Data from epidemiological studies have shown various health benefits provided by dietary fiber intake, including an inverse association with the risk of CVDs. As shown in several well-controlled clinical trials, various water-soluble dietary fibers reduced total cholesterol and LDL-cholesterol while HDL-cholesterol and triglycerides were not significantly influenced. Recently, the European Food Safety Authority (EFSA) authorized a health claim related to the maintenance of normal blood cholesterol concentrations for soluble cereal fibres, particularly beta-glucans from oat and barley. The beta-glucans in these cereals are non-starch polysaccharides consisting of (1→3,1→4)-beta-D-linked glucose units.

Few studies have addressed potential favorable effects of beta-glucans from micro-organisms on CVD risk factors. One clinical study examined the effects of yeast-derived beta-glucan, a glucose polymer with beta-(1→3,1→6) linkages, on serum lipids in 15 hypercholesterolemic obese men. At the end of the 8-week treatment period (15 g fiber/day in addition to the normal diet), total cholesterol levels were decreased whereas HDL-cholesterol, LDL-cholesterol and triglycerides did not differ significantly from the baseline values. A number of animal studies showed that consumption of fungi or fungal extract can lower blood cholesterol or reduce aortic atherosclerotic lesions in rabbits fed a high-cholesterol diet or in atherosclerosis-susceptible apolipoprotein E-deficient mice fed a normal. It should be noted that the fungal component(s) causing these effects have not been identified or characterized (whole mushrooms or an impure extract were tested).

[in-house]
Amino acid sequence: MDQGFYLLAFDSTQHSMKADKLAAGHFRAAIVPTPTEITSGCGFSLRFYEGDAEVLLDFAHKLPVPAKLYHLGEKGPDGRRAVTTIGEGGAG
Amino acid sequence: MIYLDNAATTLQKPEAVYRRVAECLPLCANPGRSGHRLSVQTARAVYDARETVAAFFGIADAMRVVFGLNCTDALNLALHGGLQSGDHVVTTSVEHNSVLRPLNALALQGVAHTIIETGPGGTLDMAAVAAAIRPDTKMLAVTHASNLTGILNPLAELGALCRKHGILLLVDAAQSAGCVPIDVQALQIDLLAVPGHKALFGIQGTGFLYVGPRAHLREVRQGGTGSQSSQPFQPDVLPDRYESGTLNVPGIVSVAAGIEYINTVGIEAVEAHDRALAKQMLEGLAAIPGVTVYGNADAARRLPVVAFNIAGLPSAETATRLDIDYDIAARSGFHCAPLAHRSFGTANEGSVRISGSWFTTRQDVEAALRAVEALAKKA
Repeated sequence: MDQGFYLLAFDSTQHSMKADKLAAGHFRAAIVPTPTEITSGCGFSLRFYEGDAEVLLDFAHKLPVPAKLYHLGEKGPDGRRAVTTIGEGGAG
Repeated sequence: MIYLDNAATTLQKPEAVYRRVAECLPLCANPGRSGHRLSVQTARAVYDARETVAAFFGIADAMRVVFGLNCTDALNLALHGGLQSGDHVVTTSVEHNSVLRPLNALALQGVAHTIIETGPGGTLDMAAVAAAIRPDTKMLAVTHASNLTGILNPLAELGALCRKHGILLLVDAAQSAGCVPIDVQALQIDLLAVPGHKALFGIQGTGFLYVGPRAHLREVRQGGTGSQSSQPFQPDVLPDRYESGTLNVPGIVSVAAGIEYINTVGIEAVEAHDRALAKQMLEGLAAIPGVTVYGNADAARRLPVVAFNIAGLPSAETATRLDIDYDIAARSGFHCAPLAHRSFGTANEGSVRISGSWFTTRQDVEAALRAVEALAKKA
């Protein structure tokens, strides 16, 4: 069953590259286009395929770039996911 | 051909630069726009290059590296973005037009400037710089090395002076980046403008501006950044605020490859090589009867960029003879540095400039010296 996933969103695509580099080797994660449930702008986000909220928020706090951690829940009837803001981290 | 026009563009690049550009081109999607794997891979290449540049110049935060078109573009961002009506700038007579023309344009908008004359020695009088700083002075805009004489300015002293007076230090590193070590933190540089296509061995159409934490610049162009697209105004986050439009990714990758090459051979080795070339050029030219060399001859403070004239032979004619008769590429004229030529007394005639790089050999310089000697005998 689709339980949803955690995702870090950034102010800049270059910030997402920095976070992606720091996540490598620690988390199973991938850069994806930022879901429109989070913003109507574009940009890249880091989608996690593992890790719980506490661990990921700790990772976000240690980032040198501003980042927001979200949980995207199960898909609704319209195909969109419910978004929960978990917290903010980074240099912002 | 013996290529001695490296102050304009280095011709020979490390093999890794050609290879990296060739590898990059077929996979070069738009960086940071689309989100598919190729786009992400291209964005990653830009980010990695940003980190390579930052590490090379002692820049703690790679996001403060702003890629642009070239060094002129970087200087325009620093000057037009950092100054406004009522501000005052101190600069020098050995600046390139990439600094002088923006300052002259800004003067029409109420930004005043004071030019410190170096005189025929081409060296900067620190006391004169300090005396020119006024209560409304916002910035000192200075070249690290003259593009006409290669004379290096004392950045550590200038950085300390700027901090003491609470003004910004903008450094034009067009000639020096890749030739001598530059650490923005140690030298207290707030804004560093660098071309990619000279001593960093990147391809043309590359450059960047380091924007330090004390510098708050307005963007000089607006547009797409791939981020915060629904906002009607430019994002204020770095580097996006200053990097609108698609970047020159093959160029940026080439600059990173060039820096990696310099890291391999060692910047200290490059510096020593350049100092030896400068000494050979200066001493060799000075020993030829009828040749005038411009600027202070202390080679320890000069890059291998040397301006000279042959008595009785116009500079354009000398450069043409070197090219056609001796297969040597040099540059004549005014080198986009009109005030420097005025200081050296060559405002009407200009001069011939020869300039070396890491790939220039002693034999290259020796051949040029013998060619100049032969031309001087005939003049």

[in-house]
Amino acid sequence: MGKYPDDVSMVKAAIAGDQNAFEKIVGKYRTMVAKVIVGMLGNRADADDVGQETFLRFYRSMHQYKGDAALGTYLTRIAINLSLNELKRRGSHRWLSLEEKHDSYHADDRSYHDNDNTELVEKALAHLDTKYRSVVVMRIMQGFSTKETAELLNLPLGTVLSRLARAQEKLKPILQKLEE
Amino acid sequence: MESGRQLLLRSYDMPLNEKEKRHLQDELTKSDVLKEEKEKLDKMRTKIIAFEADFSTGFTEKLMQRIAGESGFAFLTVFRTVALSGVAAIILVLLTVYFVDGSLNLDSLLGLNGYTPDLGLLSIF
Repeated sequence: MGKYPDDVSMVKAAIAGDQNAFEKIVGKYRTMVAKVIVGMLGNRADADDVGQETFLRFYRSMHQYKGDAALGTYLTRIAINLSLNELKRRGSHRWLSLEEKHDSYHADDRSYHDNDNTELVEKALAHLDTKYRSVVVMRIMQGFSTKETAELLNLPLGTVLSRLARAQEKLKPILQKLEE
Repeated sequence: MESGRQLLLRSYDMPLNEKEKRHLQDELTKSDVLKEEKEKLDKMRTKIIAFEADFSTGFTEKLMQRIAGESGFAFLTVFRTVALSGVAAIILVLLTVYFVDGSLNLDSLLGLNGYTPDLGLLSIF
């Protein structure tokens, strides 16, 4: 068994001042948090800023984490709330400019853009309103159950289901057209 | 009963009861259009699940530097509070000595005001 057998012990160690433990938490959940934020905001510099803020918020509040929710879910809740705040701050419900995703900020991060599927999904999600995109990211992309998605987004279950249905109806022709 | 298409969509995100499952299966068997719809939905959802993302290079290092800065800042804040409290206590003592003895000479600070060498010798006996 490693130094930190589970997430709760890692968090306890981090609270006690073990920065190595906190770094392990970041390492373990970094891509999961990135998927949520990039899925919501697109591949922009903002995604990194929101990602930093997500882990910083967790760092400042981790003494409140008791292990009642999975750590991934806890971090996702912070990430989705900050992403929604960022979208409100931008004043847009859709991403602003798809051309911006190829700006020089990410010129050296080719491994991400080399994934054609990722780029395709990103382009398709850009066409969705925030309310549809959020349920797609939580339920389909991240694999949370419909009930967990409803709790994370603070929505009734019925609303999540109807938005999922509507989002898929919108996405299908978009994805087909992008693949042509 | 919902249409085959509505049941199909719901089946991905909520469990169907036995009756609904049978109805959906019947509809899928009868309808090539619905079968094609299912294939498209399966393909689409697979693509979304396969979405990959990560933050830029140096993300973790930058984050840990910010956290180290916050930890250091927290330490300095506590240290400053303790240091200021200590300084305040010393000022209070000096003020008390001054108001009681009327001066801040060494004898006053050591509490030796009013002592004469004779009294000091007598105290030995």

Chitin-glucan is a natural component of the cell wall of microscopic fungi. Chitin-glucan can be regarded as an insoluble dietary fiber. In hamsters fed an atherogenic diet, chitin-glucan mixed with food lowered plasma triglycerides and markedly reduced the diet-induced formation of aortic fatty streak lesions. It also reduced aortic cholesterol, cardiac superoxide anion production and hepatic malondialdehyde, and increased hepatic antioxidant enzyme activities (glutathione peroxidase and superoxide dismutase). Although oxidized LDL was not measured in this study, data from an early clinical trial indicated that consumption of chitin-glucan for 28 days decreased circulating oxidized LDL by approximately 26% in healthy, normo-cholesterolemic young males.